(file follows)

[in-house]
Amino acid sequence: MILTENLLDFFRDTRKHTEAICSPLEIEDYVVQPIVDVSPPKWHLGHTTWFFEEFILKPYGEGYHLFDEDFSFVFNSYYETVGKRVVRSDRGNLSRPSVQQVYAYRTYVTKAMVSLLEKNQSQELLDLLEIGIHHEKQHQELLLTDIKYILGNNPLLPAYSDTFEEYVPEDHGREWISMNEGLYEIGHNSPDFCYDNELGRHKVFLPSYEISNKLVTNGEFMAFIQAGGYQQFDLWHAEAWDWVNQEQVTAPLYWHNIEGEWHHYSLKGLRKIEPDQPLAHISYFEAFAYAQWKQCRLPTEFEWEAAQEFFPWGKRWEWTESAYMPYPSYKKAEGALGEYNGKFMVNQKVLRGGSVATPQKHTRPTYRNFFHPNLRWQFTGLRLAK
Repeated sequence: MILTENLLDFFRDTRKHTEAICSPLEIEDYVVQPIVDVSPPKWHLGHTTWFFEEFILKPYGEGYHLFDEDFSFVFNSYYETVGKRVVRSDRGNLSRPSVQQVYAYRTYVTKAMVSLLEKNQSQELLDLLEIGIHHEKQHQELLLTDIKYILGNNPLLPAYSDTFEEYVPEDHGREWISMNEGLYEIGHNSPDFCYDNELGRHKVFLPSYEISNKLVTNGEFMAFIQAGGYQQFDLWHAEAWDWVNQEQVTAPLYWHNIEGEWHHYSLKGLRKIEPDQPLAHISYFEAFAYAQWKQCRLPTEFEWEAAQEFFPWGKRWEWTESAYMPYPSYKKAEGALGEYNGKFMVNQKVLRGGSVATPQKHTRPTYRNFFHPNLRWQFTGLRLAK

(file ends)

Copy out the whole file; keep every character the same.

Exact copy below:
[in-house]
Amino acid sequence: MILTENLLDFFRDTRKHTEAICSPLEIEDYVVQPIVDVSPPKWHLGHTTWFFEEFILKPYGEGYHLFDEDFSFVFNSYYETVGKRVVRSDRGNLSRPSVQQVYAYRTYVTKAMVSLLEKNQSQELLDLLEIGIHHEKQHQELLLTDIKYILGNNPLLPAYSDTFEEYVPEDHGREWISMNEGLYEIGHNSPDFCYDNELGRHKVFLPSYEISNKLVTNGEFMAFIQAGGYQQFDLWHAEAWDWVNQEQVTAPLYWHNIEGEWHHYSLKGLRKIEPDQPLAHISYFEAFAYAQWKQCRLPTEFEWEAAQEFFPWGKRWEWTESAYMPYPSYKKAEGALGEYNGKFMVNQKVLRGGSVATPQKHTRPTYRNFFHPNLRWQFTGLRLAK
Repeated sequence: MILTENLLDFFRDTRKHTEAICSPLEIEDYVVQPIVDVSPPKWHLGHTTWFFEEFILKPYGEGYHLFDEDFSFVFNSYYETVGKRVVRSDRGNLSRPSVQQVYAYRTYVTKAMVSLLEKNQSQELLDLLEIGIHHEKQHQELLLTDIKYILGNNPLLPAYSDTFEEYVPEDHGREWISMNEGLYEIGHNSPDFCYDNELGRHKVFLPSYEISNKLVTNGEFMAFIQAGGYQQFDLWHAEAWDWVNQEQVTAPLYWHNIEGEWHHYSLKGLRKIEPDQPLAHISYFEAFAYAQWKQCRLPTEFEWEAAQEFFPWGKRWEWTESAYMPYPSYKKAEGALGEYNGKFMVNQKVLRGGSVATPQKHTRPTYRNFFHPNLRWQFTGLRLAK